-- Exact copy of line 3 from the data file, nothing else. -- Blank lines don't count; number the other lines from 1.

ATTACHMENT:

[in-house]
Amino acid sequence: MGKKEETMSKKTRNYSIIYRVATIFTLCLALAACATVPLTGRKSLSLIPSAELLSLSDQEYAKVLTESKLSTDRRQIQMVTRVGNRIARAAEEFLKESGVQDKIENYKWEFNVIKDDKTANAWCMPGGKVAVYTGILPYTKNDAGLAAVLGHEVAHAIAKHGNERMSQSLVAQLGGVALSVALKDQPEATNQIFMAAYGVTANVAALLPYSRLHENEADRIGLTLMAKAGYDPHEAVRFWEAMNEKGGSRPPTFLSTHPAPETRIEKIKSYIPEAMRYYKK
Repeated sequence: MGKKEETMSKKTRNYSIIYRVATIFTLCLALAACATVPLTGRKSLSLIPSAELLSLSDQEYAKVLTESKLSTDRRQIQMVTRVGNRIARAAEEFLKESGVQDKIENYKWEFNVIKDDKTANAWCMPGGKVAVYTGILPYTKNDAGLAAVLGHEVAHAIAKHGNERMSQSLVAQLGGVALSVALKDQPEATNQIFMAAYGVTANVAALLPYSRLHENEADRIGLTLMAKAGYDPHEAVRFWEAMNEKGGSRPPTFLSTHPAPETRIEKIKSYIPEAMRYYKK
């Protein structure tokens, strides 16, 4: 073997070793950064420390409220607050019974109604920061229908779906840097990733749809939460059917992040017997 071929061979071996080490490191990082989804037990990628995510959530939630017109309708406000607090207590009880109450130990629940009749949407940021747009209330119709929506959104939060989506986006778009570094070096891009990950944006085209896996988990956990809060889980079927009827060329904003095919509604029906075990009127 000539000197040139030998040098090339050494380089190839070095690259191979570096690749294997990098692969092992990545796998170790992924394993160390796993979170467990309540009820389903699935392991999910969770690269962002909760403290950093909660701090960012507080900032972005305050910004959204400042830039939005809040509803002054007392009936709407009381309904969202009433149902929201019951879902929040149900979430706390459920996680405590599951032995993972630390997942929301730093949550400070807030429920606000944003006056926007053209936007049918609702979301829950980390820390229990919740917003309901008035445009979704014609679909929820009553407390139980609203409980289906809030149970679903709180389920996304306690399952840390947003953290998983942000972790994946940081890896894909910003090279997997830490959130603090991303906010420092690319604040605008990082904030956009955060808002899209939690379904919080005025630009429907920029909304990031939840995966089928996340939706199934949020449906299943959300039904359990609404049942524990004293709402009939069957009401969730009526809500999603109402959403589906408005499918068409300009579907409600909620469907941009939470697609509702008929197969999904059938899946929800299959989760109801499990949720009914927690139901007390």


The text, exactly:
Repeated sequence: MGKKEETMSKKTRNYSIIYRVATIFTLCLALAACATVPLTGRKSLSLIPSAELLSLSDQEYAKVLTESKLSTDRRQIQMVTRVGNRIARAAEEFLKESGVQDKIENYKWEFNVIKDDKTANAWCMPGGKVAVYTGILPYTKNDAGLAAVLGHEVAHAIAKHGNERMSQSLVAQLGGVALSVALKDQPEATNQIFMAAYGVTANVAALLPYSRLHENEADRIGLTLMAKAGYDPHEAVRFWEAMNEKGGSRPPTFLSTHPAPETRIEKIKSYIPEAMRYYKK